Were the Good Old Days Really Good?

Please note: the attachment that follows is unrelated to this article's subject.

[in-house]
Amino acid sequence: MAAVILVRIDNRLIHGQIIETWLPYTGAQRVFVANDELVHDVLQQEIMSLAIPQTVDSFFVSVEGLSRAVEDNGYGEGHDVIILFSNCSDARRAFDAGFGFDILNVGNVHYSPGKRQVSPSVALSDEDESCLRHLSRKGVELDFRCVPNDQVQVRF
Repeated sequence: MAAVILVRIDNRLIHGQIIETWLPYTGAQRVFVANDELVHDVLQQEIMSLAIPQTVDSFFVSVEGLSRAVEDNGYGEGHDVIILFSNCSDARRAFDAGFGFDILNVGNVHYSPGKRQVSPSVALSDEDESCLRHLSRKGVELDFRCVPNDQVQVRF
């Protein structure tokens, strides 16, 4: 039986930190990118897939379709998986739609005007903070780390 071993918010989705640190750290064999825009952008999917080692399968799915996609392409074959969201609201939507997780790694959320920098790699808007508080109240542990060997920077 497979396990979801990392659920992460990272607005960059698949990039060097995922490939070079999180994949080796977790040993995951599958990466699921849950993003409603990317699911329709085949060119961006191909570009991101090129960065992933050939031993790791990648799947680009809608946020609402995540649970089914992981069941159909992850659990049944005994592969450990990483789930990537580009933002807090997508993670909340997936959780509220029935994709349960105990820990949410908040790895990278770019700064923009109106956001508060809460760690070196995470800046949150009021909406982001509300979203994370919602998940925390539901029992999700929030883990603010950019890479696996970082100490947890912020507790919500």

In an earlier blog, I wrote about a photo of a sticker on a car that Anthony Bourdain posted on his social media because he was bothered by it. The sticker implied that male violence against women was a justifiable way to solve the problem of women getting out of line, otherwise known as women speaking their minds. Some would say that the sticker was an isolated incident, but it is my belief that these beliefs are more pervasive than a sexist sticker on a random car. The sticker reminded me of the tasteless joke that I heard in my youth and even a movie. The set up for the joke is "what do you tell a woman with two black eyes"? The ironically and tragically named punchline of that joke is "nothing, you already told her twice." The movie I saw this in is titled "Loving Jezebel" was released in 1999; Loving Jezebel starred Hill Harper, Nicole Ari Parker, and Phylicia Rashad. The joke was told by a minor character named Gabe and portrayed him acting inappropriately, but the joke is part of our culture nonetheless. The joke speaks to a segment of society as this was not the first or only time I heard this joke. Other variations of this joke are "I like my eggs over easy," "iron my shirts with heavy starch on the collars," or "nothing because she does not listen." All of the punchlines communicate the same message as the images seen on the sticker that bothered Bourdain. These are messages about male domination and female submission. These jokes tell us something about the beliefs that many in our society hold. They are another example of the "good old days." The jokes harken back to a time when many women did domestic work in the home instead of pursuing a career. They harken back to a time when male voices dominated the workplace. We know that men use violence against women every hour of the day. Male violence is an epidemic because in part because men are not stepping up to say that these behaviors are choices and not okay. We need men to step up and confront these joke tellers letting them know that their jokes are not funny. These joke tellers need to understand the amount of violence that women face at the hands of men. And, if that does not move them, then they need to know as a community we will not accept that kind of behavior from anyone. I believe that part of the reason that violence against women happens is that a lot of men believe that it is their right to dominate and control women. A lot of us believe that it is our birthright. We believe that our needs come first and that women's needs are secondary to our own. This belief about male domination and female submission has to change, and men must do the work to change it because this is our stuff, our work, and something we have benefited from far too long if we sincerely want relationships based on safety, equality, and respect.